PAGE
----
by John Irving
The downside of living in a city: The wait list for Irivng's latest novel In One Person is 180 people long. Well, not a problem, Irving has plenty of other novels. I tend to steer clear of prolific writers (I think 13 novels deserves the title prolific, and that's not including his screenplays) on principle. That principle being that contemporary prolific writers are too commercial and, well, not worth reading: Nicholas Sparks, Danielle Steele, James Paterson. But Irving is a truly great American novelist.
After reading The World According to Garp, it quickly became one of my favorite books. I think Irving has a fantastic writing style. There is a clear narrative voice, but it is crafted in a way that is not intrusive or obtrusive. It's like sitting down and being told a story by some really likable guy.
All this being said, the plot is...weird. It's too borderline sci-fi for me, with the hallucinatory blue pills and the interconnected dream premonitions. And, to be honest, I didn't even know that hand transplants were real or even possible. But what I really love about Irving is how thoroughly he constructs human relationships. I think if this book were written by anyone else, I probably would have given up on this book, but because it's Irving I stuck it out.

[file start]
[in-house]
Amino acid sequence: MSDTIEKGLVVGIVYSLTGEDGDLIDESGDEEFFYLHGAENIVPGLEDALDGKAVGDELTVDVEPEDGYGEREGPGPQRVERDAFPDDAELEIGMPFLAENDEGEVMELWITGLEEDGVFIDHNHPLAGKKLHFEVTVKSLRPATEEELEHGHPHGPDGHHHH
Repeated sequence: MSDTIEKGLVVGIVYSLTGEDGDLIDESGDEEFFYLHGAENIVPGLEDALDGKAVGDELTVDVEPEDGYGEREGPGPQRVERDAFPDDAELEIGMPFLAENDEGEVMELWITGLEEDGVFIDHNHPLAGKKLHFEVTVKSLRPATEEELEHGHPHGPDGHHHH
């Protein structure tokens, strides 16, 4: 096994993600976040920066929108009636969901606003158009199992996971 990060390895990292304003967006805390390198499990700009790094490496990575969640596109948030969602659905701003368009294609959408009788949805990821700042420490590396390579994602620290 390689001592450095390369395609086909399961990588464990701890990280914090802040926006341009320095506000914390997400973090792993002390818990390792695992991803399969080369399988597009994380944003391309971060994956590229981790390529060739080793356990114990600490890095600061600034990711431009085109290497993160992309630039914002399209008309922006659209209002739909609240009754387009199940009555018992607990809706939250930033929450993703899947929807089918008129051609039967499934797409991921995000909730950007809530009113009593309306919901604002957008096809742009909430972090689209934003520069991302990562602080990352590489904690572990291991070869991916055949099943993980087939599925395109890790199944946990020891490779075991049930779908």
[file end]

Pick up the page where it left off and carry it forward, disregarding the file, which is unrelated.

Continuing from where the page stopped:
Patrick Wallingford is an interesting fellow; he's neither likable nor wholly unlikable. Irving's constant switching between calling him "Patrick" or "Wallingford," or sometimes "Patrick Wallingford" embodies Patrick's identity crisis and his self-determined journey to become a better person. I take issue with his feelings for Mrs. Clausen. First of all, that he continues to refer to her as Mrs. Clausen I actually find a little creepy. Although, she is such a part of the Clausen clan and never quite Patrick's, I understand that choice. But, his love for Mrs. Clausen just doesn't seem sincere. It comes out of a dream and bizarre circumstances, and suddenly he's madly in love. I think really what it is, is that he's more in love with being a father and the idea of family. I don't like how he basically steps in as a surrogate Otto Clausen and then gradually assumes his life: his hand, his wife, his cabin, his clothes; it's a little, again, creepy. But his acceptance by the family at the Packers game is almost heartwarming. However, all my issues with Patrick were somewhat resolved in my favorite chapter, chapter 11, "Up North." It is in this penultimate chapter that the novel seems to settle and Patrick himself seems to settle, and it's full of lovely, simple moments with Mrs. Clausen and little Otto. That is where the novel seemed most genuine. The final scene of the novel I certainly didn't love, and I have mixed feelings about the way Irving writes about sex. Generally I like that the unrealistic romance is taken out of it; I just wanted a more delicate way of closing their story, I suppose.
The Fourth Hand is a good book; it's no Garp, but it's good. The personal relationship are the best part, and I'm willing to overlook most of what I did not enjoy about the book because of his writing style.